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Honohan "not happy" about mortgage sales to vulture funds

Central Bank governor says he told the Government of his concerns over protections for mortgage holders.

Image: Screengrab/Oireachtas.ie

THE GOVERNOR OF the Central Bank has said that he is “not happy” about the sale of mortgage books to non-regulated ‘vulture funds’.

Patrick Honohan said that he had raised his concerns with the Government on the matter.

Speaking to the finance committee today, he said:

“I am not pleased with this development…it has been the position of the Central Bank, communicated to government, that equivalent amount of protection should be applied to people moving out of regulated entities.”

Loan Books

Much of the loan books of the former Anglo Irish Bank and Irish Nationwide Building Society have been sold on to international financial players as part of the liquidation of the Irish Bank Resolution Corporation.

Such bodies are not regulated by the Irish authorities and as such are not subject to regulations like the code of conduct on mortgage arrears.

Honohan said: “I am not pleased with this development. It seems to me that the code of conduct on mortgage arrears has been a very important protection for borrowers.”

He continued:

It’s out of our control, but we will do what we can to ensure that the code of conduct should also apply. A borrower that falls out simply because their institute has been liquidated and the loans sold should not suffer.

Professor Honohan was responding to questions from Fianna Fail finance spokesman Michael McGrath.

Maple 10 ‘could not happen again’

Commenting on the recent trial of former executives at Anglo Irish Bank over loans provided to purchase shares in the bank, Honohan said that he was happy such a situation would not be repeated.

“This particular episode certainly couldn’t happen, nothing like this could happen again, I can’t conceive of it happening.”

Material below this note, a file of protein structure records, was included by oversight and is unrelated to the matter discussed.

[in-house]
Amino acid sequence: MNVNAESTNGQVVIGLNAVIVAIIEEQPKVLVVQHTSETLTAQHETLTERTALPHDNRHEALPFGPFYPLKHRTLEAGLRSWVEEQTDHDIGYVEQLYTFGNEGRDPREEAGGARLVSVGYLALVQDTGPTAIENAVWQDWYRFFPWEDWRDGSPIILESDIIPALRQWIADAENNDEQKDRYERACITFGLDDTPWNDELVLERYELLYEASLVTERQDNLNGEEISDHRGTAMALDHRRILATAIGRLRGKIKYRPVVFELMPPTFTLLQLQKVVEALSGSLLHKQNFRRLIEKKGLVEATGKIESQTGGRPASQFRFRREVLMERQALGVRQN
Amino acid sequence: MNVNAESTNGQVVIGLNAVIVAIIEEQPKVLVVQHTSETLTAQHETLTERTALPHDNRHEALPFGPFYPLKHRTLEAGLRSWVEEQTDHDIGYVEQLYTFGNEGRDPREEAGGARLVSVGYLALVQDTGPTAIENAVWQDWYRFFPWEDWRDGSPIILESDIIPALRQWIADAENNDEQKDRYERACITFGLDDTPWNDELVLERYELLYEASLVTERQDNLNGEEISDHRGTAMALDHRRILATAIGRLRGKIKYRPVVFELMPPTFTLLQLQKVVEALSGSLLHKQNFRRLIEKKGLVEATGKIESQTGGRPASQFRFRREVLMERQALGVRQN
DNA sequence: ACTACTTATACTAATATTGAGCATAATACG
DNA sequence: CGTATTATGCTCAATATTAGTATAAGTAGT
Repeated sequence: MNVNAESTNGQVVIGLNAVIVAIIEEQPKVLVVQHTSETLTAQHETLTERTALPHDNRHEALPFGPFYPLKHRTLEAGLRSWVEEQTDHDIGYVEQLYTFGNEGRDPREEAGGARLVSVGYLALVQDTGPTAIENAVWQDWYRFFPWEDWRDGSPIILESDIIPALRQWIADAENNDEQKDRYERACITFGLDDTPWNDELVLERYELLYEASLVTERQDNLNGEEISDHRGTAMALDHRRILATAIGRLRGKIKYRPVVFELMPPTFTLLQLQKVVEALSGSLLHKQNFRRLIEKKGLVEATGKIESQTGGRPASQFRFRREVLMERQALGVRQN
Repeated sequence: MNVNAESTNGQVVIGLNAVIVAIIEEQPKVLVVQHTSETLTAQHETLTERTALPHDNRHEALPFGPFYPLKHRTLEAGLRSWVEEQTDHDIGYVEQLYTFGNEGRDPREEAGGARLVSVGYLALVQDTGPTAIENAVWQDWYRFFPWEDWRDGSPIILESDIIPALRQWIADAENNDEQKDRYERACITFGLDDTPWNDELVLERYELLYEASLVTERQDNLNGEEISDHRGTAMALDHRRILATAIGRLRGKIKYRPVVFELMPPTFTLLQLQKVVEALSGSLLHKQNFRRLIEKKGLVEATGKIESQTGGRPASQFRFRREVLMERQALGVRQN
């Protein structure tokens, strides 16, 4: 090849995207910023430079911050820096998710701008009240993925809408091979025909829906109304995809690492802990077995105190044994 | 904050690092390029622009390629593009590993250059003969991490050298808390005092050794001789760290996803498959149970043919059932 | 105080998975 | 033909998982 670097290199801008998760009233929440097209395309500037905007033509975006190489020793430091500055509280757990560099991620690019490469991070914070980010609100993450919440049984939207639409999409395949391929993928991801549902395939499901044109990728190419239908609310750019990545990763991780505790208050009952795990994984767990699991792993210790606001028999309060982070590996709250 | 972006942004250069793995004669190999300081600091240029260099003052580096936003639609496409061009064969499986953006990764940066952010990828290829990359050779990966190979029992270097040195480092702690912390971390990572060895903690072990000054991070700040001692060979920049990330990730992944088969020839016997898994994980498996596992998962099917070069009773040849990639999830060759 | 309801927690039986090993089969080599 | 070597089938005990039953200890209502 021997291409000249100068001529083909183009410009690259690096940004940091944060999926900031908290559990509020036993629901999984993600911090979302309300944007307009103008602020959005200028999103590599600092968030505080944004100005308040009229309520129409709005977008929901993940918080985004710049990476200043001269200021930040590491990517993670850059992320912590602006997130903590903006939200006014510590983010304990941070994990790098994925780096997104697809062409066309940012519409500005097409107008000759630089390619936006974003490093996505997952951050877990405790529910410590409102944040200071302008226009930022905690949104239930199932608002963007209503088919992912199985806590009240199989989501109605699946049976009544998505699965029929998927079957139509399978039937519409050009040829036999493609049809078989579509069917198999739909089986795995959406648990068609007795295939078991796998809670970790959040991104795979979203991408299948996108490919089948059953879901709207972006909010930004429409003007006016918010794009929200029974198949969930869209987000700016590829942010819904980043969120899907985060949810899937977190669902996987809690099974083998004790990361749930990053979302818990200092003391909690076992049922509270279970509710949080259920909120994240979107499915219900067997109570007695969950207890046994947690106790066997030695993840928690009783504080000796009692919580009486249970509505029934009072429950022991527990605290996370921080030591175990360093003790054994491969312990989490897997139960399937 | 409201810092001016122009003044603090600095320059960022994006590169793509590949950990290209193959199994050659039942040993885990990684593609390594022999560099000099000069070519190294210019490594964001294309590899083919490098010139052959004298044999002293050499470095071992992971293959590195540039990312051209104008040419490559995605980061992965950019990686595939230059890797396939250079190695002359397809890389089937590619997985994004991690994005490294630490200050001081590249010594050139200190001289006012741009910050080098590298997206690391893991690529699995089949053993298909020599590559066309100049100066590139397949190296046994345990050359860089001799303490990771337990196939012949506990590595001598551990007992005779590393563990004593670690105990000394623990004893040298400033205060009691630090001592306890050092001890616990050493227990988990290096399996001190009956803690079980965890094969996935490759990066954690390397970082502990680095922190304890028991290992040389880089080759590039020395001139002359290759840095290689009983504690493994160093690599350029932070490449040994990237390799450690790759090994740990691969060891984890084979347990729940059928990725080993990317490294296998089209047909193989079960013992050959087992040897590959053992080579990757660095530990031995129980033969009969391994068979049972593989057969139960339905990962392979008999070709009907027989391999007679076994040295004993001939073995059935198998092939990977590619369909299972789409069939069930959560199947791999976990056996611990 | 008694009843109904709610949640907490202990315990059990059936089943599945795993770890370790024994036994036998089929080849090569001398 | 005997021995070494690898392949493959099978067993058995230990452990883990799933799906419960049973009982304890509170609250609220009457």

He said that expanded supervisory functions, new approaches and new behaviours within the Central Bank would prevent such a situation re-occurring.

Legal Letters

Honohan said that he sympathises with borrowers that have received letters from banks threatening legal action, but said it showed that the banks were making steps towards deploying solutions to the mortgage arrears crisis.

He argued that the letters were part of a process of banks trying to get in touch with those in arrears so they could get a better idea of the size of the problem they face.

He said: “Most of us agree that getting to grips with the problem is essential, even if the process of getting to grips with the problem is initially unpleasant.”

He defended himself from allegations of flippancy and a ‘hands off’ approach regarding legal letters from Sinn Fein’s Mary-Lou McDonald.

Honohan said: “I too am not satisfied with the letters being sent but I accept responsibility for a process that is accelerating the conclusion of sustainable solutions.”

Stay the course on austerity, warns Honohan>

Central Bank: The economy is on the up, but inflation remains stubbornly low>

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About the author:

Jack Horgan-Jones

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